Thursday, July 28, 2011

Site maps

Kathy's note: This is the seventh installment in a 12-part series by Theresa Putkey that discusses the intersection of content strategy and user-centred design. Read all posts by Theresa.

Site maps are something I’ve been struggling with lately. With content dynamically generated, what’s the best way to do a site map? Perhaps it’s best to back up for a minute, explain what site maps are, and then explain my quandary.

What are site maps?
Site maps show the structure of a website. While wireframes are called the “blueprint” of the UX world, I’d say that a site map is more like the electrical wiring diagram or plumbing diagram. These diagrams show you the path that the wiring or plumbing takes through the house. They make sure there’s no wasted materials, no pipes leading to dead ends, no electrical wires not contained in junction boxes.

The site map is used for structuring the pages on the site: it groups the pages into some logical order (based on the user needs or personas for the website). To create a site map, you’ll need to do a content audit or content inventory, deciding on what you want to keep and what needs to be removed. Site map creation can be driven by card sorting and you can test your site map through task testing.

Site maps can be done by either information architects or content strategists. As I see the division:
  • For an IA, the site map is more important for structuring the site properly and creating a representative number of wireframes so the content on the site can be accommodated.
  • For the content strategist, the site map is more important for creating and editing content.
For examples of site maps, do a search for site map images. You’ll find a number of examples.

What are they good for?
Site maps shows you links between pages. The highest level is normally used for the global navigation while the secondary level and tertiary level can be used as sub-navigation items and page links, respectively.

By using a site map, you agree to the site structure before you build it. You know what pages you have and the stakeholders, project team and developers know what should go where. Based on the site map, during the development phase, the content strategist can start creating or editing content to fit onto the pages and continue to revise the site map should it need further modification.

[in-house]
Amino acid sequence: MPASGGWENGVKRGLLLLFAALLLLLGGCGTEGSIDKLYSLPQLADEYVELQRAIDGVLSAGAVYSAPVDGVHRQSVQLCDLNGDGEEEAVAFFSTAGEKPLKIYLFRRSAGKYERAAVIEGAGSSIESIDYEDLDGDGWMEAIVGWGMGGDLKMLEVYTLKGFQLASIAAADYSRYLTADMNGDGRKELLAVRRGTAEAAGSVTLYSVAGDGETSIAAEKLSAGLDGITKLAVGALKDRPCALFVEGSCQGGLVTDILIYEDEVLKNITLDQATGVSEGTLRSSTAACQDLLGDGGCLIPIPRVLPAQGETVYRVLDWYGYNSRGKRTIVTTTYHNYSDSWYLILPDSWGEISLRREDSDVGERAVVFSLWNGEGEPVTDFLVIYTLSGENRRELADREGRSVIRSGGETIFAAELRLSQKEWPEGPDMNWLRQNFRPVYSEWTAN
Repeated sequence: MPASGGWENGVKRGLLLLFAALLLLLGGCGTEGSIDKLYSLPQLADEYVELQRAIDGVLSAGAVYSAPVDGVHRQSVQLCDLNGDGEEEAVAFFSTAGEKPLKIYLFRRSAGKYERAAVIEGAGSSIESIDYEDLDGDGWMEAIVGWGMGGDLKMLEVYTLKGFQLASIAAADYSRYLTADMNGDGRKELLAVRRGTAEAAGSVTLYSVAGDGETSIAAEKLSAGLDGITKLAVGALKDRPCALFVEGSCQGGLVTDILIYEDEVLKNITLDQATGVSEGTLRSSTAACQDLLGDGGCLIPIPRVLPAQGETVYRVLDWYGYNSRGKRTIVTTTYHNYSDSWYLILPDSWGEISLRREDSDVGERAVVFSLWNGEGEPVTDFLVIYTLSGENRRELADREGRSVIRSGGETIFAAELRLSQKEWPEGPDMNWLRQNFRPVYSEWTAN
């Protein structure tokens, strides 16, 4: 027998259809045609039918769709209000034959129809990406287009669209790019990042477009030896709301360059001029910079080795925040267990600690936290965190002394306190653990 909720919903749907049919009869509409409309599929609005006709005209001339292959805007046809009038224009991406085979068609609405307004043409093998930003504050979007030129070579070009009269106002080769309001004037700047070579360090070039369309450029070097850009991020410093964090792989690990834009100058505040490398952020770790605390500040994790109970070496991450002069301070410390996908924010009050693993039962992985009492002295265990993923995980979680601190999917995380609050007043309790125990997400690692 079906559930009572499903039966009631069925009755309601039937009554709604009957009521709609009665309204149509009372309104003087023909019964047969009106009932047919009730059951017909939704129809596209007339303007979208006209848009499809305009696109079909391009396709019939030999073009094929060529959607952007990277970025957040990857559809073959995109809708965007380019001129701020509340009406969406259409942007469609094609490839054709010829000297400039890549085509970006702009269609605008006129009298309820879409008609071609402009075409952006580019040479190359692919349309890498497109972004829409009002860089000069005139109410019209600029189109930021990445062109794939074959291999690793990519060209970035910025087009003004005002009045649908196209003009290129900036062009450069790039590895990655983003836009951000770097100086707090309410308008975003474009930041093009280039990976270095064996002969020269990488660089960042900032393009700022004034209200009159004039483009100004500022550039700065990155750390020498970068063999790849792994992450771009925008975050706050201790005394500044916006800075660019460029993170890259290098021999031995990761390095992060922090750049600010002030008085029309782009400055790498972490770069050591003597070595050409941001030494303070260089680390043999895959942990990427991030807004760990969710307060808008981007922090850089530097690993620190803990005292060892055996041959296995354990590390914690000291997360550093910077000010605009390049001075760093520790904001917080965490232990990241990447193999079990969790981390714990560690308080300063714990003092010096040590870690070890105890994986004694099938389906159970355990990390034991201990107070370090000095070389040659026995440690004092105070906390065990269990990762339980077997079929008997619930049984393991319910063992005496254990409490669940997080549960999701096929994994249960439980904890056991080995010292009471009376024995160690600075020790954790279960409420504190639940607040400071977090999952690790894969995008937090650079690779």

Some issues I’ve experienced in the past include sites that are dynamically created. For example, a page can be created based on a taxonomy. If you take, they have an infinite number of pages driven from their faceted classification. In this case, a site map cannot express the structure of the site. The wireframes must hold all the information necessary to display information and they must be standardized enough to accommodate the faceted classification. Explaining and agreeing to this structure and functionality with a team that doesn’t understand how faceted classification and the technology works can be quite difficult. I frequently encounter clients who don’t understand the technology driving the websites. While I do explain it to them, there’s always someone else who comes along in the project who does not understand the technology. It’s constant give-and-take between education and progress. You can’t progress and make decisions if clients don’t know how something will work. It’s a constant source of vexation for me because I always have to judge how much someone knows, sometimes I get it wrong. I’m always thinking about how to improve my communication skills so the customer gets what he/she needs out of my work.

Another issue I’ve encountered is what I would call “a site in transition.” For example, some companies need to move their intranet to a new platform, but intranets sites fall into the decentralized control area. Sometimes there are too many sites to move them all at the same time. The site map for the first version of the new intranet might be very small (showing the pages that belong in the first version of the new intranet). But the navigation may still need to lead to these decentralized sites. Not all the sites are carried to the new platform, are on the old platform, look different than the new site. It’s best practice to link navigation to pages within a site and the idea of having landing pages with links has been thrown out. Sometimes the navigation must link to sites that look different. This will cause the user to feel disoriented. It’s also quite difficult to denote these different links within a site map. What pages are on the site? What pages are only in the navigation but not on the site? To solve this problem, I created a site map and a “navigation map,” if you will. 


About the Author

Theresa Putkey is an information architect consultant living in Vancouver, BC. With a Bachelor of Arts degree from the University of California, Davis, she focuses on integrating user needs into website and software design projects. She's currently doing her online Masters of Library and Information Science at San Jose State University. You can find out more about Theresa at, or follow her on twitter @tputkey.

Read all posts by Theresa.